Note: Speaking outside your optimal pitch to deepen your voice should be done only for short periods—for a presentation, for example—to avoid vocal strain.
Tame verbal viruses. In addition to the tone and pitch of our voices, almost everyone has developed some bad habits—what I call verbal viruses—such as talking too fast or too slowly and using too many “ums” and “ahs.” Verbal viruses are common in every language, and most people don’t even know they have them. It’s not difficult to beat these tics, however. Here’s how…
If you use a lot of filler words. Using words and phrases such as “ah,” “um,” “like” and “you know” isn’t inherently a bad tactic. Without any, you would sound robotic. The brain instinctively reaches for these placeholders to fill the silence while it searches for a thought. The problem is when they’re overused. Then they can detract from your message.
The fix: Record yourself speaking to someone. On playback, listen for common filler words. You may be shocked to hear how many you use. Then practice speaking with pauses or by taking deep breaths instead of using placeholders.
Note: Pauses are normal and OK. You don’t need to fill every silence. Your listener will wait for you to finish—probably with even more interest than if you barreled through.
If you speak too fast: Talking fast can sometimes be beneficial but more often is detrimental. Fast talkers can be perceived as dynamic and upbeat. Unfortunately, they also can be difficult to understand. There is no uniform or ideal target speaking pace for intelligibility, but you do want to adjust the pace to the needs of your audience so that you can be understood.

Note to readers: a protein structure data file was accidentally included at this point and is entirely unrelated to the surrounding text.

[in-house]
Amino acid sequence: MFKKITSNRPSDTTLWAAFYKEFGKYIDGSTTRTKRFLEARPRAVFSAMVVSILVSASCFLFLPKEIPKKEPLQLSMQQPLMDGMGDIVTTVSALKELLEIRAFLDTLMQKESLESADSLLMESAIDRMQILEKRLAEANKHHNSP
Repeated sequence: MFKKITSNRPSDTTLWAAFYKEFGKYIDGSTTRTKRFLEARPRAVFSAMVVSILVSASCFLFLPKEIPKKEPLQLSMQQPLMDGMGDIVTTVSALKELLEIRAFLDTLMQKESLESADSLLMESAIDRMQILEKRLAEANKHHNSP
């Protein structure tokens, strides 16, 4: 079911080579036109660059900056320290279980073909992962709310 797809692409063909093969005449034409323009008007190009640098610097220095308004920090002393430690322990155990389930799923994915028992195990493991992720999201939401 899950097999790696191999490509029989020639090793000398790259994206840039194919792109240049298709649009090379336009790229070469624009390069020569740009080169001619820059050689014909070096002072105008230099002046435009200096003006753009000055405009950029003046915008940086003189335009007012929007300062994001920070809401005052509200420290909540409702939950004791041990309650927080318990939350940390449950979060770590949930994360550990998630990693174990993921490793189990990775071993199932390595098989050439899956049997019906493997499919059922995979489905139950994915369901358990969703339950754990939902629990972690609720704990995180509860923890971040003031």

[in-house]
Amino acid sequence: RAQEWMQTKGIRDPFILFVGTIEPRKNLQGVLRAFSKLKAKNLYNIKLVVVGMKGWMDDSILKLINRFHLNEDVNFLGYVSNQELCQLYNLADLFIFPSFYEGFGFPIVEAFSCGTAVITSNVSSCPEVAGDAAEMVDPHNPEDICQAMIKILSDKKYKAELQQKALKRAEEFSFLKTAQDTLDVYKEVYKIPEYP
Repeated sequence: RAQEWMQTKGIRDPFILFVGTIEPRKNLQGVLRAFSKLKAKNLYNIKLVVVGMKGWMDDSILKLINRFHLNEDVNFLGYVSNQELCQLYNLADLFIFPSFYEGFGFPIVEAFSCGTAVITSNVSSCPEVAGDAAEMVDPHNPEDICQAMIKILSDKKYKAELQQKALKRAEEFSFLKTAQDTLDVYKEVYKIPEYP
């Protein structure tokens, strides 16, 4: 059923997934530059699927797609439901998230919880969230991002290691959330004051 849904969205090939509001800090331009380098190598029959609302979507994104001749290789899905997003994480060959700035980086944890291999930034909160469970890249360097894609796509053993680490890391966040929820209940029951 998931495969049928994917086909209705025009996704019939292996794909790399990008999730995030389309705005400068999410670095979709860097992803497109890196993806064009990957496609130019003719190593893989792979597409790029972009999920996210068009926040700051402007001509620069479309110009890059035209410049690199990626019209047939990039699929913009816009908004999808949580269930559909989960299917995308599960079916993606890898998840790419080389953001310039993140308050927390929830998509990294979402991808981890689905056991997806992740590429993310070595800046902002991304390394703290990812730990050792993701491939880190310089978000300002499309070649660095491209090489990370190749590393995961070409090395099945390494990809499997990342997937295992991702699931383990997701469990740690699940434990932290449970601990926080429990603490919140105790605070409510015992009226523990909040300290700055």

Important: People over age 50 have a harder time with fast talkers than younger adults because their hearing often declines with age, making it even harder to understand what fast talkers are saying.
The fix: Train yourself to slow down by pausing at the end of every thought. If you are presenting to a group, use a word or phrase such as, “Right?” or “Is that clear?” and wait to get a response—a nod or a verbal “yes”—before proceeding to ensure your listeners are following.
If you speak too slowly: Slow talkers may be considered thoughtful and reasonable or, at worst, boring and frustrating. Tip: Imagine what you’re saying is on a printed page, and notice the white spaces between words and thoughts. Practice shortening those white spaces to quicken your vocal tempo.
Consider varying your vocal inflection. Women are prone to sounding like they’re asking questions as they speak, which makes them appear unsure of themselves. But ending every sentence on a downward inflection can make you sound boring or condescending. The ideal is to vary your vocal inflection to keep your audience engaged.
The fix: Record your voice during a conversation, then transcribe what you’ve said. Listen to the recording while you read the written version, marking the transcript with an up arrow when you hear yourself raising your voice at the end of a sentence and a down arrow when you lower your voice. If you notice an undesirable pattern, practice varying your vocal inflection and rerecord yourself to see if you’ve improved.
Watch out for trouble. Red flag: See your doctor if your voice tires easily…sounds weak to you or others…or you suffer from persistent hoarseness. These can be signs of serious health problems.